A look at DC servo motors – Opinion Piece
There is no simple definition of a DC servo motor. In fact, some would argue there is no such thing as servo motor. This argument is based on the idea that the term servo is a description that applies to a function and not a device. It is a servomechanism that performs this function and not the motor alone.
The servomechanisms function covers the entire electromechanical process from mechanical, software or electrical user input, to processing and comparing the desired and actual conditions, and to mechanically move an output or load. The processing and comparing of desired and actual values is a critical point here, as without this the mechanism is not a true servomechanism and the motor within the mechanism is therefore not considered a servo motor.
It is also widely considered by many engineers, educators and servo system manufacturers that the servomechanism must control the speed and position of the load. However this can be disputed given that it implies you actually want to control the position of the load. This is true because the actual term servo is derived from the Latin “servus” or slave and you may not want your slave to control the position of a load, you may just require the slave to run at a steady speed or to push with a constant force. But whatever the task you command it is still a slave so long as it does your bidding or attempts to do your bidding. It is at this point that we begin to understand the importance of feedback. The feedback could be for the position of the motor and or load if that is what you wish to control and this would be fed back to your “servo position controller” or it also may be the motors current and speed that are fed back to the “servo amplifier” the important thing is that this feedback forms a closed loop between the command and the action. Without the closed loop you can’t be sure that you have control over your slave.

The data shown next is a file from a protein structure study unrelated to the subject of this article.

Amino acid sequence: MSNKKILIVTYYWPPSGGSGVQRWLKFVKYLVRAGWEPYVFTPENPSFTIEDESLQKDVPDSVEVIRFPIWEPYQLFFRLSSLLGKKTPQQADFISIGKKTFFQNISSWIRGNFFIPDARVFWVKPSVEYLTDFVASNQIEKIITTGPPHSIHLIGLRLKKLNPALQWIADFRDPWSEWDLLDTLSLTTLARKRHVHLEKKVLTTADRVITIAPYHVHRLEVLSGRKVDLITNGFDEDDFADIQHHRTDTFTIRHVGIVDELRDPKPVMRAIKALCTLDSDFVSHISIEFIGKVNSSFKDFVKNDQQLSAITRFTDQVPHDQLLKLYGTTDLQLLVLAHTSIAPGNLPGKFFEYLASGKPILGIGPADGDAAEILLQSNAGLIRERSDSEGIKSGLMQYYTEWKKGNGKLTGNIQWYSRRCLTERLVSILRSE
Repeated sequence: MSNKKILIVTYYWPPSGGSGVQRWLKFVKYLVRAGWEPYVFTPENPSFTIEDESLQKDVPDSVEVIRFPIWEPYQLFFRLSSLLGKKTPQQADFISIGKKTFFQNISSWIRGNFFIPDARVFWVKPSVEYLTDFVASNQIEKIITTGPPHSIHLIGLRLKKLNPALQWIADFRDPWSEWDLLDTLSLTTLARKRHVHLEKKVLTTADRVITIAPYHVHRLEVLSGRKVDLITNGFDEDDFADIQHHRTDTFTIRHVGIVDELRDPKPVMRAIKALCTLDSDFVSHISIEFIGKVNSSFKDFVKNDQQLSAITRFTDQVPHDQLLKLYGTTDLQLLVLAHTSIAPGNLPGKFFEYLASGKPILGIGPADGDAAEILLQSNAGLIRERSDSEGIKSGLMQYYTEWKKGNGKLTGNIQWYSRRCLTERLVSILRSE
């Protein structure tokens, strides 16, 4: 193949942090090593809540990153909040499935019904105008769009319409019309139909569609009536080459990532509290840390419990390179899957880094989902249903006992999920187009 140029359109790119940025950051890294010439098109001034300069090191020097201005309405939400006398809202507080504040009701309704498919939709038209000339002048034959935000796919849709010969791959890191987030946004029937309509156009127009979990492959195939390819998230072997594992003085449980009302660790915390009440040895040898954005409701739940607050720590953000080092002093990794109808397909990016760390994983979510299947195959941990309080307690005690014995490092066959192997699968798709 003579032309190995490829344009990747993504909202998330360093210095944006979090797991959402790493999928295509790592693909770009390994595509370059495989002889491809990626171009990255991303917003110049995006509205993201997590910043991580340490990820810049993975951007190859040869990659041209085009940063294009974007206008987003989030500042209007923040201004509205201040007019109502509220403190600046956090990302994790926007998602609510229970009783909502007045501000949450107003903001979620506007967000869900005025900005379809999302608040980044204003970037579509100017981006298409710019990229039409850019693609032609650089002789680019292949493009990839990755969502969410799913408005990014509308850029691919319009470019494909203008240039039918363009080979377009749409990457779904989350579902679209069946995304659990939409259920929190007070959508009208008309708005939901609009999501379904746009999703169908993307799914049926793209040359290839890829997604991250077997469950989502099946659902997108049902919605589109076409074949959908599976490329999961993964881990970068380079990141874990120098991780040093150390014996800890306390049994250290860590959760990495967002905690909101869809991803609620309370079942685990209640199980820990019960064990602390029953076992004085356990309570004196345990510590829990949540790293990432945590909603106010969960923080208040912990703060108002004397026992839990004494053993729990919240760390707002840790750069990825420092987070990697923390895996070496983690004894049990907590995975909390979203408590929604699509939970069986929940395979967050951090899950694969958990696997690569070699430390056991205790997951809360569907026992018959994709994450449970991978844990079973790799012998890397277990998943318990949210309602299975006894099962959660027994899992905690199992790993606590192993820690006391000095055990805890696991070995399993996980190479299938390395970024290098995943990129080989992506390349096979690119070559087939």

Thus, to be a servo motor it must be part of a servomechanism and to be a servomechanism it must have closed loop feedback.
From here things can get a little more complicated because one can then start to ponder if the motor fol-lows the command accurately enough. This is where the servo motor feedback resolution is not high enough. The slave says to its master “Your talking to fast I can’t keep up” or the command is too large for the slave “I am trying master but it is just too heavy to lift”. There are many other scenarios where a servo mechanism is not performing well but the motor is still a servo motor, it is still a slave just not a very good one. The important thing is that it does tell the master that it is not performing and the master can then adjust its commands.
If any single component within the mechanism does not have the functional processes to perform in the closed loop then the whole mechanism ceases to become a servo mechanism and the motor is no longer a servo motor. For example, a system consists of a position controller, an amplifier and a DC motor fitted with an encoder for feedback. However the amplifier has only the ability to accelerate but not to decelerate the load. If the position controller commands a move that requires active deceleration the system is not functional as a servomechanism and thus the motor is no longer a servo.
Author: Brett Motum